J Cancer 2016; 7(2):174-183. doi:10.7150/jca.13387


Colorectal Carcinogenesis, Radiation Quality, and the Ubiquitin-Proteasome Pathway

Kamal Datta1 Corresponding address, Shubhankar Suman1, Santosh Kumar1, Albert J Fornace Jr.1, 2

1. Department of Biochemistry and Molecular & Cellular Biology and Lombardi Comprehensive Cancer Center, Georgetown University, Washington, DC USA.
2. Center of Excellence in Genomic Medicine Research (CEGMR), King Abdulaziz University, Jeddah, Saudi Arabia

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How to cite this article:
Datta K, Suman S, Kumar S, Fornace AJ Jr.. Colorectal Carcinogenesis, Radiation Quality, and the Ubiquitin-Proteasome Pathway. J Cancer 2016; 7(2):174-183. doi:10.7150/jca.13387. Available from http://www.jcancer.org/v07p0174.htm


Adult colorectal epithelium undergoes continuous renewal and maintains homeostatic balance through regulated cellular proliferation, differentiation, and migration. The canonical Wnt signaling pathway involving the transcriptional co-activator β-catenin is important for colorectal development and normal epithelial maintenance, and deregulated Wnt/β-catenin signaling has been implicated in colorectal carcinogenesis. Colorectal carcinogenesis has been linked to radiation exposure, and radiation has been demonstrated to alter Wnt/β-catenin signaling, as well as the proteasomal pathway involved in the degradation of the signaling components and thus regulation of β-catenin. The current review discusses recent progresses in our understanding of colorectal carcinogenesis in relation to different types of radiation and roles that radiation quality plays in deregulating β-catenin and ubiquitin-proteasome pathway (UPP) for colorectal cancer initiation and progression.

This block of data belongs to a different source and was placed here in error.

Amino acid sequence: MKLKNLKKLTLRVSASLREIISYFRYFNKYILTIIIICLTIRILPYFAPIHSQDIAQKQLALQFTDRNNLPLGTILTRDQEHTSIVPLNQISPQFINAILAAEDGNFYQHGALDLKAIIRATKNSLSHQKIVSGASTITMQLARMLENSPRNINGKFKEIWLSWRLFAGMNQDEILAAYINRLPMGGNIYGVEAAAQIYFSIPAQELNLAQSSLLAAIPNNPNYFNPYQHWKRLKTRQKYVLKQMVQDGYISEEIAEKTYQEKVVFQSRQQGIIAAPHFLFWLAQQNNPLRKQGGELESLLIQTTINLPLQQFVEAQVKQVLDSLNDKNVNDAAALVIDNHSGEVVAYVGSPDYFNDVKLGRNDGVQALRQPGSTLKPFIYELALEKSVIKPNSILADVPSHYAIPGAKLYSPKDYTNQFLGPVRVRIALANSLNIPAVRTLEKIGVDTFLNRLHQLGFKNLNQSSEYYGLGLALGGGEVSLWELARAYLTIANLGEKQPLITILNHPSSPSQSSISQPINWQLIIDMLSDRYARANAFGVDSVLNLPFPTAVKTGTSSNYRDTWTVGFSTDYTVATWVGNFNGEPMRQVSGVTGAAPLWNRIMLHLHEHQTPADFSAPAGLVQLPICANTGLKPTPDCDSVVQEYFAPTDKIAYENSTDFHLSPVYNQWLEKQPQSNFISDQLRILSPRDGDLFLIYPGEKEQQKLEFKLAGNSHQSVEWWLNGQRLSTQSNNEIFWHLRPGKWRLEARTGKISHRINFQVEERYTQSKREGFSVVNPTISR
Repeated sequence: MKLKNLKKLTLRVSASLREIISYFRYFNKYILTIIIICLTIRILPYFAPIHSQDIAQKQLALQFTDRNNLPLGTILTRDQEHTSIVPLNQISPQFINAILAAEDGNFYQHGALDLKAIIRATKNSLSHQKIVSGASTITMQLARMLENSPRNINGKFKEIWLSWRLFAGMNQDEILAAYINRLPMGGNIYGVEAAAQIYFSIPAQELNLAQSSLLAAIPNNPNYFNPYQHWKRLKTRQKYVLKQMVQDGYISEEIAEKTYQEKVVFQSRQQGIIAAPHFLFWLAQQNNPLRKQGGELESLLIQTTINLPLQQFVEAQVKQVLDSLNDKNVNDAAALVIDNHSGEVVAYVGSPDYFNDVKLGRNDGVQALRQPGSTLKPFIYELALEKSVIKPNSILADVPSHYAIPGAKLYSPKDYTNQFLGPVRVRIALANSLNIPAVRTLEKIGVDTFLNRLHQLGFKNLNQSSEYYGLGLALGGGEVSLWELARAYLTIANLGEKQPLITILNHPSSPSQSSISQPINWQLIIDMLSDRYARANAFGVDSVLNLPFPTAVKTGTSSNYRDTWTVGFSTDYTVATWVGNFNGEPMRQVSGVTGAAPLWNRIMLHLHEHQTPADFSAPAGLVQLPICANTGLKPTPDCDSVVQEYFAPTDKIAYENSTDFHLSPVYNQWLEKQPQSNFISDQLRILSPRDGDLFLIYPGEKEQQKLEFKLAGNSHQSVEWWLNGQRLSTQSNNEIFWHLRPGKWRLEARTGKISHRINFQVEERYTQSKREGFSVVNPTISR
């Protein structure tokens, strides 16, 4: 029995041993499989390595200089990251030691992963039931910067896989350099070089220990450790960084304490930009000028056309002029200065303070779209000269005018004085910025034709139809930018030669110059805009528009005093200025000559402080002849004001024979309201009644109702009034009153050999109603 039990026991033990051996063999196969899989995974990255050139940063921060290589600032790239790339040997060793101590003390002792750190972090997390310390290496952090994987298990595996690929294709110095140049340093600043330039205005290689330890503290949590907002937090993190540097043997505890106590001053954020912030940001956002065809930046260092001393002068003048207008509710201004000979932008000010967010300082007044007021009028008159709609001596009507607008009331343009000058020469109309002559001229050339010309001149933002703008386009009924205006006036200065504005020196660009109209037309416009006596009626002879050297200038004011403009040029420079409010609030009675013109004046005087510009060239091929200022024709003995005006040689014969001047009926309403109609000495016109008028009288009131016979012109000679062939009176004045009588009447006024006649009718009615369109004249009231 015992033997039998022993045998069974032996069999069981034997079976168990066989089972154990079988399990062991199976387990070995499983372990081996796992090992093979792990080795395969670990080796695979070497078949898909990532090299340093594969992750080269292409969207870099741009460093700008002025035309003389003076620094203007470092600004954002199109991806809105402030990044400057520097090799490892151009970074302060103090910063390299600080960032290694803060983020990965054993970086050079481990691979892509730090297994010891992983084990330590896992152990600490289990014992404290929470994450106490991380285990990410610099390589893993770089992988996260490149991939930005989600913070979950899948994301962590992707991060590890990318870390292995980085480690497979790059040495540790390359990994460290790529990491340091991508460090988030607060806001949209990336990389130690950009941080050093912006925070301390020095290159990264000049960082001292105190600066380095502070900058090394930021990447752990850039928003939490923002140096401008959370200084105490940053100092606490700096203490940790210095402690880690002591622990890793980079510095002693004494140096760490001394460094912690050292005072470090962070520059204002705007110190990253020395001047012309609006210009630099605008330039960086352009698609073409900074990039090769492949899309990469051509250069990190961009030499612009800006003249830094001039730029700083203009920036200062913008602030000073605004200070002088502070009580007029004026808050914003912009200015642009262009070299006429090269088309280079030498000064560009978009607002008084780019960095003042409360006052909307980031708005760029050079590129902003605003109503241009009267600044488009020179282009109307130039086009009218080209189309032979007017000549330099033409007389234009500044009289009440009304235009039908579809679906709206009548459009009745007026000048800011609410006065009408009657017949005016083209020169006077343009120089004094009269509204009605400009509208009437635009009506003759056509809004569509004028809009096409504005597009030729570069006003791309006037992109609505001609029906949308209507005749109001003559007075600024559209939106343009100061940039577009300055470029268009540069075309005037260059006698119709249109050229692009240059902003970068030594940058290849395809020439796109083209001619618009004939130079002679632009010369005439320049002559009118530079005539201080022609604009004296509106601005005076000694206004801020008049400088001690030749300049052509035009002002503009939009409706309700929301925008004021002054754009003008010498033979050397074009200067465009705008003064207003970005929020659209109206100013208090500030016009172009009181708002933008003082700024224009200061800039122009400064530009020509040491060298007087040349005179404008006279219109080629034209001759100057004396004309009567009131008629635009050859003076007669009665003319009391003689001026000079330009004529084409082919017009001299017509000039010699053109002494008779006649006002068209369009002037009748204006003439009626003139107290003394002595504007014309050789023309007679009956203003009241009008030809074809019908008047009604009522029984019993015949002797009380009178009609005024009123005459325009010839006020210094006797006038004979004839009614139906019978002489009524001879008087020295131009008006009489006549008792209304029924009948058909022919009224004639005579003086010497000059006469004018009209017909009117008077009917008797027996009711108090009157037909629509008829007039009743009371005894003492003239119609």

Keywords: APCMin/+, Intestinal tumor, Space radiation, High-LET radiation, Tumorigenesis, Proteasome, β-catenin, HZE-particles


Qualitatively, ionizing radiation (IR) has been categorized depending on energy deposited in tissues per unit distance traversed into low and high linear energy transfer (low- and high-LET) radiation [1-4]. While low-LET radiation, such as γ-rays and x-rays is prevalent on earth, high-LET energetic heavy ion radiation is mostly encountered in outer space but has also recently been used in radiotherapy. Constituents of radiation environment in space encountered by astronauts during space travel are mostly high-energy particles such as protons and heavy ions including 16O, 12Si, and 56Fe. Notably, protons are the major contributor to the dose equivalent of solar particle event (SPE) originating from the sun; heavy ions are the significant contributors to the dose equivalent of galactic cosmic radiation (GCR) originating from outside the solar system. While low-LET radiation is sparsely ionizing and is less damaging relative to high-LET radiation, high-LET heavy ion radiation not only produces densely ionizing primary tracts but it also generates higher numbers of secondary ionization events known as delta rays and has a higher relative biological effectiveness (RBE) compared to low-LET radiation [1-4].